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Messages - brewchez

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Kegging and Bottling / Re: sucking out the dry hopped goodness
« on: September 28, 2016, 11:55:04 AM »
I figured I could leave the bag in there, but I feel like I have gotten some vegetal effects from larger dry hoppings when I leave the beer on dry hops in the fermentor longer than I intended.  I can't wrap my head around why removing the bag would be an issue.  Commercial hop aroma forward beers don't come with a hop bag in the keg or bottle still.  Explanations? thoughts?

And as for yeast absorbing hop oils, yes that happens but its not an absolute.  If the yeast is absorbing that much hop oil you should be able to use more dry hops to compensate.  And if that was really the cause dry hopping in primary would result in no hop aroma because the yeast count is so large there. At least that's my impression.

Kegging and Bottling / sucking out the dry hopped goodness
« on: September 27, 2016, 02:14:55 PM »
I wanted to try something new with dry hopping so I dry hopped an APA in a 5 gallon corny.  I used a muslin bag with some marbles to weigh it down.  2oz galaxy hops.  I dry hopped for 4 days.

I fished out the muslin bag and started to force carbonate.  When I started pulling samples to check the carb level I was impressed with the hop aroma and pleased.  I pulled a couple more samples along the way as I tend to do normally to see how the carb level was coming along.  I was getting the normal slug of yeast and such as it continued to settle out.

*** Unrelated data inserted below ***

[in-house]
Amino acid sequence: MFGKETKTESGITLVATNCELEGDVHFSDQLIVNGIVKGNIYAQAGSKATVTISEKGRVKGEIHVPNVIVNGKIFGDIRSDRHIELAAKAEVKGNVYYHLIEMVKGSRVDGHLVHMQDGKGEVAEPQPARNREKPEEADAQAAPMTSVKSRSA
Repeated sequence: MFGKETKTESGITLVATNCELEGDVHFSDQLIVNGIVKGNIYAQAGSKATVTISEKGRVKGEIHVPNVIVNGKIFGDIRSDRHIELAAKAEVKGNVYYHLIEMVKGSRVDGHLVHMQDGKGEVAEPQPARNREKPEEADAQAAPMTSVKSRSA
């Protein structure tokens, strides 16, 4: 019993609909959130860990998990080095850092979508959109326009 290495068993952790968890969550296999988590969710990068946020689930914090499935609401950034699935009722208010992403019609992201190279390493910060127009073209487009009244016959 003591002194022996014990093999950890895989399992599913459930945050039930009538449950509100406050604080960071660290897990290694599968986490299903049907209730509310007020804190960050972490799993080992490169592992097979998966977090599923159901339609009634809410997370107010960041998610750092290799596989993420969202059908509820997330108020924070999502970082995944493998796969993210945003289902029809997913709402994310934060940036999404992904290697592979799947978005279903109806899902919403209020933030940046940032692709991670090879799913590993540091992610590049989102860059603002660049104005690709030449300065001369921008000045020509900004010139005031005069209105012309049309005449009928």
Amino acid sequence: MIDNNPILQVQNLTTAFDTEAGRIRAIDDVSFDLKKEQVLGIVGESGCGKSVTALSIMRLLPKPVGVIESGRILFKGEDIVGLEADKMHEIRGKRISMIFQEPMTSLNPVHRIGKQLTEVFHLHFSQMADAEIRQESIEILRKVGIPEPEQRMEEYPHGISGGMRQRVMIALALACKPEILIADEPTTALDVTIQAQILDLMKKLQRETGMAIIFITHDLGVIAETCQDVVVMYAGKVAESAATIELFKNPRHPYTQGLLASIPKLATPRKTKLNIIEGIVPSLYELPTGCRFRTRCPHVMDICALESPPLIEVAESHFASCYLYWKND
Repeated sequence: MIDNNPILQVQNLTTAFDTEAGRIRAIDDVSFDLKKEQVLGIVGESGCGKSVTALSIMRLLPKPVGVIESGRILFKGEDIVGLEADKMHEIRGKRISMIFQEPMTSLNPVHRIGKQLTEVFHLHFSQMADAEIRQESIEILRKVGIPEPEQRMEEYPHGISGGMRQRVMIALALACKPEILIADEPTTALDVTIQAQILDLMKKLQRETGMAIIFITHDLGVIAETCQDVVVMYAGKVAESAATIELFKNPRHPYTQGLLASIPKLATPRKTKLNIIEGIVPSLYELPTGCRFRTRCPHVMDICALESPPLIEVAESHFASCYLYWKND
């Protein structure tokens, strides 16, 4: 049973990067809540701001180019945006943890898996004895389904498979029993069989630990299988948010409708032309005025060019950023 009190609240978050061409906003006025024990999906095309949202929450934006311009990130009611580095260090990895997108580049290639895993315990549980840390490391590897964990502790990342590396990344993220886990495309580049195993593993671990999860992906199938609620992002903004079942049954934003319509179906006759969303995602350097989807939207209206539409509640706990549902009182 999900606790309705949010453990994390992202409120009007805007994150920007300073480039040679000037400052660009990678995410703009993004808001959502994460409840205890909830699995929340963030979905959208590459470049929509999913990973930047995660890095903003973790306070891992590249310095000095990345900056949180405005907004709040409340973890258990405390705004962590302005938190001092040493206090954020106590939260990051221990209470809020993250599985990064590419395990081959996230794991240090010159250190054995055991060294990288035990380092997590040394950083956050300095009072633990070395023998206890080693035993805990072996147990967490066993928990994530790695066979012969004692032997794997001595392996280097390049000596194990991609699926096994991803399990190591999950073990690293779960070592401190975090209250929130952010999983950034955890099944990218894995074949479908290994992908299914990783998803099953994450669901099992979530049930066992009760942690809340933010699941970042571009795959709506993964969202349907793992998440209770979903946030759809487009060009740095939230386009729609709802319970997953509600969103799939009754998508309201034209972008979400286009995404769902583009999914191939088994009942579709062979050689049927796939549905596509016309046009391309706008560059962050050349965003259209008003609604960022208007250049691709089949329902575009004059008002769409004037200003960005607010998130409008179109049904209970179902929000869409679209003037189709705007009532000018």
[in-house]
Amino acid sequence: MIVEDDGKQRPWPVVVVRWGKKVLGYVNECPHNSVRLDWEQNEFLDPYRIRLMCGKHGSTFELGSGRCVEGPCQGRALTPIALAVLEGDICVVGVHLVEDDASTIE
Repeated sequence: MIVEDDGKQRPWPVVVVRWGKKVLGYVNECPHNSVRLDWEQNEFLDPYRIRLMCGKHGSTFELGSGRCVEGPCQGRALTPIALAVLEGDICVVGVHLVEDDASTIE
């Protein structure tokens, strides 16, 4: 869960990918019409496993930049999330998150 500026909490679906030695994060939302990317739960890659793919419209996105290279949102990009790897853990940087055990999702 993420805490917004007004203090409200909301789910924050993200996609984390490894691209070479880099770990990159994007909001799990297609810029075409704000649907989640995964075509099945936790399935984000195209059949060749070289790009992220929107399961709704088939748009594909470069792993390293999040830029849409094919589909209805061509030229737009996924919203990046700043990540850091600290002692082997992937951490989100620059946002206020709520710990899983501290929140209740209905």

Interestingly though now that the beer is fully carbed and being served the hop aroma is way down.  Not even close to what a 2 oz DH should be like and its certainly way less than the initial samples I pulled.

I was wondering if its possible that I pulled out all the super infused wort during my test samples seeing as the keg wasn't really moving or getting mixed up.  My only thought was that the bags sitting at the base of the keg infused great hoppiness but after I fished out the bags much of it was concentrated in the bottom. I find it hard to believe but I was wondering if others had a similar experience.

In your first post you mention purchasing a mill too?  That is a change isn't it or did I mis-read that. If so I'd suspect its your crush compared to where ever your grain was being crushed before.  Get a batch of ingredients for a prior beer and have it crushed at where ever you had it crushed before you bought a mill.  Then make a comparison between the false bottom and the historical bazooka results.

Equipment and Software / Fermentation fridge
« on: June 15, 2016, 10:57:21 AM »
I had a small chest freezer (could fit two fermentors in it) that I used for fermentation that finally quit on me last fall.  Now that the weather is warming up again I need to think about replacing it.  Was debating transitioning to on of those larger sized "dorm" fridges that will hold a bucket/carboy.  Looking to preserve some footprint space for future expansion of my keg freezer setup.
Anyone know off hand what is a good readily accessible fridge model that would handle on fermentor at a time like that?


All Grain Brewing / Re: Next Step-Water
« on: March 19, 2013, 07:04:11 PM »
I'm more concerned with the alkalinity presented by this water.  At 100 ppm as CaCO3, it has the chance to adversely affect any of the lighter beers. 

Can you elaborate a little more on this statement? Particularly what role does alkalinity play on flavor perception.  What role on pH.  Then framing it in context of your worries about lighter beers.  What effect exactly would you be worried about.

Ingredients / Re: IBU scales, why so different
« on: September 14, 2012, 03:27:09 PM »
It seems to me that our concept of hoppiness is shifting away from IBUs and bitterness.  Hopping a beer later in the process to make flavor/aroma bombs with a lighter emphasis on true "bittering additions" is a focus on hop oils and other delicates in hops.  I wonder if the chest thumping around 100+IBUs bbers will eventually give way to oil content and some undefined future unit of aroma.